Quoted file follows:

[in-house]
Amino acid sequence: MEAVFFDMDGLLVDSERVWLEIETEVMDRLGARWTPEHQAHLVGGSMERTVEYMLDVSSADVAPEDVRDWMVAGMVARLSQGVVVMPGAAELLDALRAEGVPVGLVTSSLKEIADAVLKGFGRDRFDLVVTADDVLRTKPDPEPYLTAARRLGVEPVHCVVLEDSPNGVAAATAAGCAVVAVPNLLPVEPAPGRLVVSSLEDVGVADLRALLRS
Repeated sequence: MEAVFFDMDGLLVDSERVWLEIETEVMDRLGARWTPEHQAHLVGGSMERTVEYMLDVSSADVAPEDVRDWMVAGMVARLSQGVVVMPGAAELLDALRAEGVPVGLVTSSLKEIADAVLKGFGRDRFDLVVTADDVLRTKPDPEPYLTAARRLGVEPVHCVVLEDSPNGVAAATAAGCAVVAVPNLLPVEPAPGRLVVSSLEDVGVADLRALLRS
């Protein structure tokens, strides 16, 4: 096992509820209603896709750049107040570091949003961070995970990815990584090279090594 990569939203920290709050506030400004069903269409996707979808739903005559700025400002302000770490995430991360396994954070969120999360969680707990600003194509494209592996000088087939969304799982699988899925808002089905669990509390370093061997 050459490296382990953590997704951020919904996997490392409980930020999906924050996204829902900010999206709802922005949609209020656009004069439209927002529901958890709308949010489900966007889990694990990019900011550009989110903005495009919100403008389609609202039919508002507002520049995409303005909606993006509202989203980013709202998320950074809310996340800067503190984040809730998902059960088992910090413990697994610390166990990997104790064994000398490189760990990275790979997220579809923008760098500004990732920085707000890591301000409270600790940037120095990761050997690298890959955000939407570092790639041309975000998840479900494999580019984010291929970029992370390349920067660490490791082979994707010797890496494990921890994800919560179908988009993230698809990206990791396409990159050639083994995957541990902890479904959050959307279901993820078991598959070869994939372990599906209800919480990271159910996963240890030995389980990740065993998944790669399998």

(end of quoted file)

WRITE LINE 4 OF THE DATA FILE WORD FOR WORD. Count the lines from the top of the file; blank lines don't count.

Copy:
């Protein structure tokens, strides 16, 4: 096992509820209603896709750049107040570091949003961070995970990815990584090279090594 990569939203920290709050506030400004069903269409996707979808739903005559700025400002302000770490995430991360396994954070969120999360969680707990600003194509494209592996000088087939969304799982699988899925808002089905669990509390370093061997 050459490296382990953590997704951020919904996997490392409980930020999906924050996204829902900010999206709802922005949609209020656009004069439209927002529901958890709308949010489900966007889990694990990019900011550009989110903005495009919100403008389609609202039919508002507002520049995409303005909606993006509202989203980013709202998320950074809310996340800067503190984040809730998902059960088992910090413990697994610390166990990997104790064994000398490189760990990275790979997220579809923008760098500004990732920085707000890591301000409270600790940037120095990761050997690298890959955000939407570092790639041309975000998840479900494999580019984010291929970029992370390349920067660490490791082979994707010797890496494990921890994800919560179908988009993230698809990206990791396409990159050639083994995957541990902890479904959050959307279901993820078991598959070869994939372990599906209800919480990271159910996963240890030995389980990740065993998944790669399998």